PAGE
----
Temporary employment to me just sounds clinical and cold, but due to the overwhelming “advice” from my friends and family I decided to give it a shot. After renewing my gym membership and chatting with the handsome teller at Bank of America I walked to this unnamed agency. For the sake of my story let’s call it “Terrific Temp Agency!”
Upon entering Terrific Temp Agency a little waiting area is set up, three chairs and a water cooler. The front desk is unmanned and silence blankets the office. I jangle my keys and slide my phone up and down to make subtle hints of my arrival. No smiley face is there to greet me so I turn to go and as I push the door a “ding” chimes. So I open and close the door a few times until a lady with dark hair and severe bangs arrives at the front desk. “Fill out these forms but only the highlighted parts on pages 3, 4, & 5.” I smile and thank her. “You can fill them out back here; it will only take you a few minutes… well at least it should.”
I let myself into a small room with library style desks. (Or what I imagine them to look like, never having been a big fan of libraries.) They have raised side walls for privacy or to prevent cheating. I began to fill out the forms, pretty standard stuff: Job History, Name, Address, and Emergency Contacts. Around page four things got a little fishy. First they wanted me to spot the spelling errors. (I didn’t see any) Then they wanted me to pick the word that fit the sentence better “Their or He/She liked to type essays.” After that it was math questions and categorizing things alphabetically. At this point I wished they had given me a pencil. My page was littered with X’s and dark circles around the one I REALLY meant to pick.
When I finished it was back to m usual routine of key jingling, a Latino lady appeared this time took my pages and scowled. “I see you have checked you have experience with word, what your WPM?” I smiled and shrugged and she took me to the computer room for more tests. Now when I checked computer skills I meant I knew how to write a page double spaced on women in theater, I didn’t know what I was in for but I was confident. Seated in front of a computer that had the exact computer I learned how to play “Number Munchers” and “Oragon Trail” in the second grade, I started my test. Question 1: Change the front from Times New Roman to Arial. Question 2: Double space the highlighted portion. After the question about adding a clip art of an airplane and I accidently clicked on a boat it was all downhill from there. After my failed computer test it was time for my WPM evaluation. It was a timed test and I started of strong. The subject of the article I was typing was the difficulty in finding a job without the proper skills. It read of horror stories of an unstable job Market, even managers jobs weren’t safe anymore. It was the last 10 seconds and I was only on the 1st paragraph. The most depressing paragraph I had ever written. At the end of my last sentence I added a exclamation point in hopes to make my article more exciting! See?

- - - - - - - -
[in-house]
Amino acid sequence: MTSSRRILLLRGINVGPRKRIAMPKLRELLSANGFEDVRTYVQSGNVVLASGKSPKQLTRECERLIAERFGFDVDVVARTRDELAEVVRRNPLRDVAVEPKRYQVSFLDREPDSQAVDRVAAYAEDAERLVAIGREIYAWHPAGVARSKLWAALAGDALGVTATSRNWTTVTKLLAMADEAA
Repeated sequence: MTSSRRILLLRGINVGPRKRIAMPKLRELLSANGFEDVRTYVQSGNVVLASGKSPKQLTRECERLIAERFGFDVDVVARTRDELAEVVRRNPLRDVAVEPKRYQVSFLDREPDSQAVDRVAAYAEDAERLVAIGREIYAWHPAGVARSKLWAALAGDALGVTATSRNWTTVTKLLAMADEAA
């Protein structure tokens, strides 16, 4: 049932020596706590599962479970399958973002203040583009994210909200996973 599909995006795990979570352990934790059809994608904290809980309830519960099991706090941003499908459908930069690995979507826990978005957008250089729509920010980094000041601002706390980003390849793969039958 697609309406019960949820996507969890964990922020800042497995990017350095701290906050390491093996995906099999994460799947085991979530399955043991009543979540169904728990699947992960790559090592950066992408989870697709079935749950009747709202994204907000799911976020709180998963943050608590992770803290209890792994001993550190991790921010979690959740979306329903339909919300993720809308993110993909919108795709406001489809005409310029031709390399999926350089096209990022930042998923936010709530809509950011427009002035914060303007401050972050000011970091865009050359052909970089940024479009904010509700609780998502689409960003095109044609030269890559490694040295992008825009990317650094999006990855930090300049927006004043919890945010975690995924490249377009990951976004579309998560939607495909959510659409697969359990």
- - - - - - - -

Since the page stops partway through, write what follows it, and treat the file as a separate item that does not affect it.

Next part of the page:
Anxious to get my scores and find my new and exciting job, I skipped the usual routine and just went straight for the door. Open, close, open, close, the dinging was chipper and hopeful much like myself. A unseen woman yelled angered at the noise, I stopped and slowly made my way to the front desk. A different woman named Kate came to tell me the good news. “Well, you appear to be a bit under qualified… times are a little slow here and at your skill level… you’re not very marketable.” The look on my face must have struck her somewhere in her cold heart because she smiled and offered, “We always have jobs working phone lines!” Kate gave me her card and returned to whatever it is she really does for a living. What does she care she already has a job, not sitting at the front desk. As I exited into the hot summer day, the sound of the bell lingered in my ear. It wasn’t until a block or to later that I realized I never found out my WPM!!!!!!!!!!!!!